Frontispiece and title of the Sixto-Clementine Vulgate (1592)
|Genre||Official Bible of the Catholic Church|
|Published||1592 (2nd edition in 1593; 3rd edition in 1598)|
|Preceded by||Vulgata Sixtina|
|Followed by||Nova Vulgata|
|Part of a series on the|
The Sixto-Clementine Vulgate or Clementine Vulgate is the edition of the Latin Vulgate from 1592, prepared by Pope Clement VIII. It was the second edition of the Vulgate authorised by the Catholic Church, the first being the Sixtine Vulgate.
The Vulgate is a late-4th-century Latin translation of the Bible that was to become the Catholic Church's officially promulgated Latin version of the Bible during the 16th century, and is still used fundamentally in the Latin Church to this day.
Pope Clement VIII, born Ippolito Aldobrandini, was head of the Catholic Church and ruler of the Papal States from 2 February 1592 to his death in 1605. Born in Fano, Italy to a prominent Florentine family, he initially came to prominence as a canon lawyer before being made a Cardinal-Priest in 1585. In 1592 he was elected Pope and took the name of Clement. During his papacy he effected the reconciliation of Henry IV of France to the Catholic faith and was instrumental in setting up an alliance of Christian nations to oppose the Ottoman Empire in the so-called Long War. He also successfully adjudicated in a bitter dispute between the Dominicans and the Jesuits on the issue of efficacious grace and free will. In 1600 he presided over a jubilee which saw many pilgrimages to Rome. He had little pity for his opponents, presiding over the trial and execution of Giordano Bruno and implementing strict measures against Jewish residents of the Papal States. He may have been the first pope to drink coffee. Clement VIII died at the age of 69 in 1605 and his remains now rest in the Santa Maria Maggiore.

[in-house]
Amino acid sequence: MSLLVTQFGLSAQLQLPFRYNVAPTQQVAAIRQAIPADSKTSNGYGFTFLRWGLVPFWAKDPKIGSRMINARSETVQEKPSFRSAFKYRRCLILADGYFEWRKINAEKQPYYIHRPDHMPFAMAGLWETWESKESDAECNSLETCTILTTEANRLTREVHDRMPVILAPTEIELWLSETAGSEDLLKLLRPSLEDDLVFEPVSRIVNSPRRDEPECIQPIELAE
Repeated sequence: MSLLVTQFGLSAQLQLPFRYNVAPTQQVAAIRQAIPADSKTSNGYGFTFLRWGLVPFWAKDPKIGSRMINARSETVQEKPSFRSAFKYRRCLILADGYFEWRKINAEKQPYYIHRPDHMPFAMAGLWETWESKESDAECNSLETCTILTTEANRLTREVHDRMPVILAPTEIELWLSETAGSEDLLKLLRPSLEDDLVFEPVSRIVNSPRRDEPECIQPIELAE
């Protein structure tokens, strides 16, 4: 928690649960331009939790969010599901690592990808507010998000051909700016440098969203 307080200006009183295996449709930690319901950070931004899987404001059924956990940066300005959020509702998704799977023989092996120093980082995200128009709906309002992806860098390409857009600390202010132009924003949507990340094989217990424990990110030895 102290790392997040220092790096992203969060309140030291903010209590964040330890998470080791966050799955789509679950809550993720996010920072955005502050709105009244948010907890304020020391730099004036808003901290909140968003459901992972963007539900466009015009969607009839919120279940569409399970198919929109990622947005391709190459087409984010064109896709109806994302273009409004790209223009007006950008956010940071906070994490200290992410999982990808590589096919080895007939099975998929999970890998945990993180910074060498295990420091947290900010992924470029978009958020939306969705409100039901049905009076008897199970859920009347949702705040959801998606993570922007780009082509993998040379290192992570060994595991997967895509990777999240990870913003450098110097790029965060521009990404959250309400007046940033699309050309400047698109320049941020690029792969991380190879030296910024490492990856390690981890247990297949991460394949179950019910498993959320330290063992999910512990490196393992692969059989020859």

The Catholic Church, also known as the Roman Catholic Church, is the largest Christian church, with approximately 1.3 billion baptised Catholics worldwide as of 2017. As the world's oldest and largest continuously functioning international institution, it has played a prominent role in the history and development of Western civilisation. The church is headed by the Bishop of Rome, known as the pope. Its central administration is the Holy See.
The Sixto-Clementine Vulgate was used officially in the Catholic Church until 1979, when the Nova Vulgata was promulgated by Pope John Paul II.
The Nova Vulgata, also called the Neo-Vulgate (NV), is the official Classical Latin translation of the original language texts of the Bible from modern critical editions published by the Holy See for use in the contemporary Roman rite, completed and promulgated in 1979 by John Paul II. A second revised edition was promulgated in 1986, again by John Paul II.
Pope John Paul II was head of the Catholic Church and sovereign of the Vatican City State from 1978 to 2005.
The Clementine Vulgate is cited in all critical editions and it is designated by the siglum vgc or vgcl.
The Sixtine Vulgate prepared by Pope Sixtus V was published in 1590,"accompanied by a Bull, in which [...] Sixtus V declared that it was to be considered as the authentic edition recommended by the Council of Trent, that it should be taken as the standard of all future reprints, and that all copies should be corrected by it."
Pope Sixtus V or Xystus V, born Felice Piergentile, was head of the Catholic Church and ruler of the Papal States from 24 April 1585 to his death in 1590. As a youth, he joined the Franciscan order, where he displayed talents as a scholar and preacher, and enjoyed the patronage of Pius V, who made him a cardinal.
The Council of Trent, held between 1545 and 1563 in Trent, was the 19th ecumenical council of the Catholic Church. Prompted by the Protestant Reformation, it has been described as the embodiment of the Counter-Reformation.
The College of Cardinals was dissatisfied with the Sixtine Vulgate, "and a week after the death of Pope Sixtus V (27 August 1590) they ordered, first, the suspension of the selling of this edition and the destruction of the printed copies shortly thereafter."Since an official version of the Vulgate was still needed, Pope Gregory XIV, created a fourth committee in 1591, which reorganized into the fifth and final committee in the same year. "The basis of the Committee’s work was the Codex Carafianus, viz. the Leuven Vulgate emended by Carafa’s third Committee."